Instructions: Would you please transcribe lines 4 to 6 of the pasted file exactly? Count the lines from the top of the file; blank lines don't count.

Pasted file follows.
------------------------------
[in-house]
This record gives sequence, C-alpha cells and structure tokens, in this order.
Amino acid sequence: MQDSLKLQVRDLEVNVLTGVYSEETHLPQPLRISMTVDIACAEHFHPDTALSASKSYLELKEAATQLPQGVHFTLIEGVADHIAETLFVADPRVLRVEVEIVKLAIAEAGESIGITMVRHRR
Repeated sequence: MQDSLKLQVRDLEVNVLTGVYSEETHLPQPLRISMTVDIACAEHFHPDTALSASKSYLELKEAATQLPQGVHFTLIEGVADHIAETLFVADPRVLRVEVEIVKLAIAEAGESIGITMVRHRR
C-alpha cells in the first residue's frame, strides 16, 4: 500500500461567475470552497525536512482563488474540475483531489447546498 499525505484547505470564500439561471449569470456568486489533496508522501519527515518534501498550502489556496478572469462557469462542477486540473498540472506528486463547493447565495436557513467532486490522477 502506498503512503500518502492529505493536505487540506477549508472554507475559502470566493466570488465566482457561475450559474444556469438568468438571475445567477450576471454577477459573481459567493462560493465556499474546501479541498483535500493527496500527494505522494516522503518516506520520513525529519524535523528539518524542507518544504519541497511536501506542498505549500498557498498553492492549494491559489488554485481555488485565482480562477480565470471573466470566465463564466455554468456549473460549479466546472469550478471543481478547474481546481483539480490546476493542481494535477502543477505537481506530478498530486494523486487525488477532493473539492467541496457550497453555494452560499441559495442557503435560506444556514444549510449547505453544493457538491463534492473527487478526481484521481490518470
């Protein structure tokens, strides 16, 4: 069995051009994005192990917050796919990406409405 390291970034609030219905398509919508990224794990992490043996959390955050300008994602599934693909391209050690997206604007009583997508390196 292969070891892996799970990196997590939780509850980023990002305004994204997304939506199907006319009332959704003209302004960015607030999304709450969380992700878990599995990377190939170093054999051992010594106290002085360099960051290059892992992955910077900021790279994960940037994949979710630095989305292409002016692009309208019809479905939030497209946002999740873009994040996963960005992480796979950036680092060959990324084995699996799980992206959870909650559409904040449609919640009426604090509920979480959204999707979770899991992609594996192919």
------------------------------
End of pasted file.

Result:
Repeated sequence: MQDSLKLQVRDLEVNVLTGVYSEETHLPQPLRISMTVDIACAEHFHPDTALSASKSYLELKEAATQLPQGVHFTLIEGVADHIAETLFVADPRVLRVEVEIVKLAIAEAGESIGITMVRHRR
C-alpha cells in the first residue's frame, strides 16, 4: 500500500461567475470552497525536512482563488474540475483531489447546498 499525505484547505470564500439561471449569470456568486489533496508522501519527515518534501498550502489556496478572469462557469462542477486540473498540472506528486463547493447565495436557513467532486490522477 502506498503512503500518502492529505493536505487540506477549508472554507475559502470566493466570488465566482457561475450559474444556469438568468438571475445567477450576471454577477459573481459567493462560493465556499474546501479541498483535500493527496500527494505522494516522503518516506520520513525529519524535523528539518524542507518544504519541497511536501506542498505549500498557498498553492492549494491559489488554485481555488485565482480562477480565470471573466470566465463564466455554468456549473460549479466546472469550478471543481478547474481546481483539480490546476493542481494535477502543477505537481506530478498530486494523486487525488477532493473539492467541496457550497453555494452560499441559495442557503435560506444556514444549510449547505453544493457538491463534492473527487478526481484521481490518470
């Protein structure tokens, strides 16, 4: 069995051009994005192990917050796919990406409405 390291970034609030219905398509919508990224794990992490043996959390955050300008994602599934693909391209050690997206604007009583997508390196 292969070891892996799970990196997590939780509850980023990002305004994204997304939506199907006319009332959704003209302004960015607030999304709450969380992700878990599995990377190939170093054999051992010594106290002085360099960051290059892992992955910077900021790279994960940037994949979710630095989305292409002016692009309208019809479905939030497209946002999740873009994040996963960005992480796979950036680092060959990324084995699996799980992206959870909650559409904040449609919640009426604090509920979480959204999707979770899991992609594996192919």